Sin Titulo (to page 1) is a webcomic by Cameron Stewart. Mentioned and recommended previously on Metafilter a few times in the comments, it is now being updated regularly after a long hiatus, which makes right now a promising time to start following the story. It is a mystery thriller and it contains occasional depictions of violence, so it is not suitable for all audiences. [more inside] posted by tykky at 8:01 AM PST - 10 comments
Some great retro images of George Best during his time with the L.A. Aztecs in 1976. Includes this wonderful image of Best and Pele - whats not to like about it? As the article writer says: "George Best. The NASL. adidas retro kit. Pelé in a coral suit.......To be honest, you could probably shoot us now..." posted by marienbad at 7:13 PM PST - 11 comments
5 Pillars of the Abandoned World is a tour through lost landscapes and shrugged off citadels. From the Gothic, Disney villainness ominousness of Miranda Castle to the distant splendor (photo by Cédric Mayence) of the abandoned Luxembourg Stock Exchange. Don't feel left out, North Americans: the US has plenty of holy, holey structures to sweep you off your feet. Fan favorite for urbane decrepitude, Detroit has lots to see. The St. Agnes Catholic Church is the place to be for the religiously inclined ramshackle rambler. Need a place to put up your feet? The Book-Cadillac offers a cozy spot to spread out your tour guide and relax. When you're ready to move on, just head over to MichiganCentralStation and hop on the last train to forever.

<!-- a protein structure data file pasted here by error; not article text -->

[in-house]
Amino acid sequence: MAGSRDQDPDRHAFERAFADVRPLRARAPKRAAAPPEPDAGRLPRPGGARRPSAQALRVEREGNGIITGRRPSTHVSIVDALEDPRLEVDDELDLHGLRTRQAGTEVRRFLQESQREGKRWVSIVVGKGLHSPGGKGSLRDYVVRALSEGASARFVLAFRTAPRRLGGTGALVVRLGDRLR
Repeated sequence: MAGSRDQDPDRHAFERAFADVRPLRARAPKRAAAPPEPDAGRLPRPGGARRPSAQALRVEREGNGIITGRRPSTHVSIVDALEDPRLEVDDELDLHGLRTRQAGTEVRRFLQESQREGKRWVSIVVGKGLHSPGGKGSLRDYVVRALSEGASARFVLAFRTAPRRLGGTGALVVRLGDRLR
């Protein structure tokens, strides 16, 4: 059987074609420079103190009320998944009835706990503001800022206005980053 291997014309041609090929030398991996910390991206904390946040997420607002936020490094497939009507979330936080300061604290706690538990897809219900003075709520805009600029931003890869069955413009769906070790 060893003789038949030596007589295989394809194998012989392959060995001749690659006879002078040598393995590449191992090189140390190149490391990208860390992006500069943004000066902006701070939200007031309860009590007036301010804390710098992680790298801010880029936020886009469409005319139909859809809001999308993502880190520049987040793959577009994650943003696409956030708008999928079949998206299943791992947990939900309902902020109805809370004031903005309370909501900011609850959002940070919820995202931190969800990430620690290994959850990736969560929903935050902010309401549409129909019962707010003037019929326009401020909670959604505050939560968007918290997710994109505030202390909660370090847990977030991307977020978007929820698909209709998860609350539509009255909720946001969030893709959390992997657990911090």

The world's an awfully big stage. There's a lot to take in, but don't worry about a thing. Just enjoy the show. There's no hurry; what's already gone isn't going anywhere. [more inside] posted by byanyothername at 12:06 PM PST - 6 comments
"Euphoria", which won the 2012 Eurovision Song Contest (previously), is a #1 in several countries, including Ireland, Austria, and Switzerland Of course, it's not the only song charting internationally that you might never hear on US radio. It should come as no surprise that one can readily find international hits online.